Ohio families visiting the White House portico....
Note the carriages in front of the capital building, clearly from the 19th Century before a lot of automobiles! 


 
Curious to know if they used the large format bills in 1928.  Here is a Two Dollar note from the series of 1917, with Jefferson on the front and a green back design of the numbers with no building image. 

This is the small bill size from the 1928 series, familiar to those living in the 1920th Century. Jefferson on the front and Monticello on the green back. 

Tuesday, March 25, 2014

More photos circa 1915 by Noah Elwood Weaver - Resident of 321 E Main Street West Carrollton OH


 Noah Elwood Weaver, known during his time as "Elwood" as his father was also named Noah.
As I have written elsewhere on this blog, Noah Elwood was an amateur photographer in the Greater Miami River Valley area and elsewhere from about 1900, when he was 15, through the 1960's.
Here I am, the 6 ft 8 in author with my grandfather, NE, Noah Elwood Weaver at Bethany Lutheran Village in 1970.  I was a 23 yr old med student at the time and he was 85.   His first wife, Edna Eicher, was said to be 6 ft tall, whom I never met as she died in the early 1940's.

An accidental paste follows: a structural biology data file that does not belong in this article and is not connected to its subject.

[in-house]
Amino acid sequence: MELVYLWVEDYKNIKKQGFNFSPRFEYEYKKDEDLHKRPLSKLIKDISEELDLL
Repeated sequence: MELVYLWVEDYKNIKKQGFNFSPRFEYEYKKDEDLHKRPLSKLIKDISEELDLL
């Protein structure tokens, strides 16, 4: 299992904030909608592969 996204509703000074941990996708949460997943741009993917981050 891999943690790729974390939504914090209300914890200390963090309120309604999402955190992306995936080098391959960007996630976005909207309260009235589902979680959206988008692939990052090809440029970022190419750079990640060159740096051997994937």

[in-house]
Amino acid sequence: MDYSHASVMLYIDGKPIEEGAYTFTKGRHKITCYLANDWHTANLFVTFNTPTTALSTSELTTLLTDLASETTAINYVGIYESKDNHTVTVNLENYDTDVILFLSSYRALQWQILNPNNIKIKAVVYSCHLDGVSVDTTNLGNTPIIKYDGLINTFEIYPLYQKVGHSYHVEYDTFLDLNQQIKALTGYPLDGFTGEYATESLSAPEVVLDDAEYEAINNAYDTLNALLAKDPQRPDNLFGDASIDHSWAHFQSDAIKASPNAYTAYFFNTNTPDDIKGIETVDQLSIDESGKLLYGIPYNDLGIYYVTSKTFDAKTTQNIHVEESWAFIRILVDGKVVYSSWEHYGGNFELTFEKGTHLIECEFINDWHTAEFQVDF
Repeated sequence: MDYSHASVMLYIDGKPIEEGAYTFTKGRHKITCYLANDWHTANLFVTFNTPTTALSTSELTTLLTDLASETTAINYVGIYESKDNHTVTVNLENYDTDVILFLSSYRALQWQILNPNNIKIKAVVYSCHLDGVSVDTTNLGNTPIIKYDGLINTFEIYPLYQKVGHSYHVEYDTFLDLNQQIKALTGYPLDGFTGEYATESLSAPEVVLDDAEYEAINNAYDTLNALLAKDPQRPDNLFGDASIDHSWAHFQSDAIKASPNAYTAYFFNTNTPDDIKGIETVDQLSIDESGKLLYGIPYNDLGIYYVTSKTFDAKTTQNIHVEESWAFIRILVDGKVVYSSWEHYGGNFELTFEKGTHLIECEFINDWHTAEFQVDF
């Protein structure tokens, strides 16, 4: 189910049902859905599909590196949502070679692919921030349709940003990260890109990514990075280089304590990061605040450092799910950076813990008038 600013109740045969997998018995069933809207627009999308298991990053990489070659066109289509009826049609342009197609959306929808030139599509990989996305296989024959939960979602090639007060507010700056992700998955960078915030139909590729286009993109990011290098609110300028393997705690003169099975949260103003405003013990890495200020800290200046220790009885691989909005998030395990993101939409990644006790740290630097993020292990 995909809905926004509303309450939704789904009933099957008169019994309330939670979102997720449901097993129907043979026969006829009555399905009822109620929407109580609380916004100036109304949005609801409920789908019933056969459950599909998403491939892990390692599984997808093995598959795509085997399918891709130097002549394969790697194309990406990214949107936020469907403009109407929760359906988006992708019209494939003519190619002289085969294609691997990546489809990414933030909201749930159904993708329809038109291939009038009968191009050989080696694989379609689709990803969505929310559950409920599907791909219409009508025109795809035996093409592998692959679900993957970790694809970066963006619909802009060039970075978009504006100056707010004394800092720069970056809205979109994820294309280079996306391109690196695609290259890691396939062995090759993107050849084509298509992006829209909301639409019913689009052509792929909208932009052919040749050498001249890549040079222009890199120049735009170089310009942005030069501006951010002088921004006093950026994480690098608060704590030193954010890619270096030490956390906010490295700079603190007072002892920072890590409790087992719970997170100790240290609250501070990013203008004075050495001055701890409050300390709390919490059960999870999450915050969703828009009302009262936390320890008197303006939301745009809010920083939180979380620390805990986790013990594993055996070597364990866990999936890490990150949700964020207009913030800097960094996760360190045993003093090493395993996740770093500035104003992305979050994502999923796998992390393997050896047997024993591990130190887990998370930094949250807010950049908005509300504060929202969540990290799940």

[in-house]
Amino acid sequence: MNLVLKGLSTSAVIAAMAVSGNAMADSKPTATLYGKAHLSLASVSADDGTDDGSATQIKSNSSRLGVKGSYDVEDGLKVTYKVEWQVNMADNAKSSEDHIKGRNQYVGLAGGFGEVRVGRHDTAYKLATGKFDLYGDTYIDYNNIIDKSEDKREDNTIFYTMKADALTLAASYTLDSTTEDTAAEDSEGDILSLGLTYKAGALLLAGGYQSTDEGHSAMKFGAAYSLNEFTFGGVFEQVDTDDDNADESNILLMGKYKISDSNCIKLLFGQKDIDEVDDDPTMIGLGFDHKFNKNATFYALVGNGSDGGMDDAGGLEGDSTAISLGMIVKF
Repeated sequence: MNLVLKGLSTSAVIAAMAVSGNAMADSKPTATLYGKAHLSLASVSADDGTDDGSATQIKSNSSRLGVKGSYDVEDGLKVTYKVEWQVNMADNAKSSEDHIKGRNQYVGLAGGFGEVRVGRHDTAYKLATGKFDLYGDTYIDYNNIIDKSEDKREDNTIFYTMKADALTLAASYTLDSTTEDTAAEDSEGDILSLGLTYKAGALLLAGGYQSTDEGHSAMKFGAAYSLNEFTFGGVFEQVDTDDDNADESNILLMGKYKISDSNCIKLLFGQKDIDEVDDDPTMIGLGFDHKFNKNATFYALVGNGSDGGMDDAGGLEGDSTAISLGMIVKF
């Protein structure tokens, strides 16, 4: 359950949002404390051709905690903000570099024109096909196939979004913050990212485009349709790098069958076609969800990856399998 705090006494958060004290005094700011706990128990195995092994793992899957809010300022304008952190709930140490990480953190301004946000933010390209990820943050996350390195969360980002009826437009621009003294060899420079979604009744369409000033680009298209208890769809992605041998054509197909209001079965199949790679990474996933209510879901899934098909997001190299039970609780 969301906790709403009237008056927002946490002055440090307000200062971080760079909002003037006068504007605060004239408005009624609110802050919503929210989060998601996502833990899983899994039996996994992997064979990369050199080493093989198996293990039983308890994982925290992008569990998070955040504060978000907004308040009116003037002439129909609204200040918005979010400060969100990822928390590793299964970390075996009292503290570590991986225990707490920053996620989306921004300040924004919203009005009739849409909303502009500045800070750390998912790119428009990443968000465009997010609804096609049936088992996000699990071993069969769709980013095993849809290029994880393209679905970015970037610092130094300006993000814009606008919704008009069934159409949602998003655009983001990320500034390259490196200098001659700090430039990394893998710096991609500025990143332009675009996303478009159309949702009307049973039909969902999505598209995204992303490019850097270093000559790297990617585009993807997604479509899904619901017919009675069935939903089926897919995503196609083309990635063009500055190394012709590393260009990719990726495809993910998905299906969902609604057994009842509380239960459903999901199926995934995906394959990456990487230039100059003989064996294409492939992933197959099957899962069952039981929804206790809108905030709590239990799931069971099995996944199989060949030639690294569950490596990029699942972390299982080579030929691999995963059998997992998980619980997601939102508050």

This is a photo, an 8 x 10 print I found in some of the folders I hope to archive likely in Dayton at a library like Wright State University. Tinker Toys as a Christmas gift for Elwood's son, Paul Henry who was born down the street in 1910 in West Carrollton. This was taken in the family home at 321 E Main Street.


Christmases at 321 E Main in West Carrollton are a theme in Noah Elwood's albums.  Here, in the New Year of 1917, is Paul Henry Weaver, age 6, on the stairs, with toys under the tree, including books and a train set.  Notable to my dad, when he described the photo, in about 1980 to me as I wrote in white, this was the "Year of the Desk"


Here also on page 29 of the 1912- 1920 large format album of Noah Elwood Weaver (soon to be archived at Wright State University Dayton, is this image of likely early 1916, or at least after the Christmas presents of 1915 were opened.  5 year old Paul Henry with his arms around his maternal grandpa, Henry Eicher while they both are on the new wooden wagon.   This wagon made its way to Minnesota, and the solid metal wheels are much different than the rubber pneumatic wheels of later years.   I talked with curator/archivist Sarah Allison of the West Carrollton Historical Society and sense with my next trip back to Ohio, I will drop this off, along with the Flexible Flyer Snow Sled, that was new in 1920, when PHW was 10.   Fun look at history and so grateful for the stories.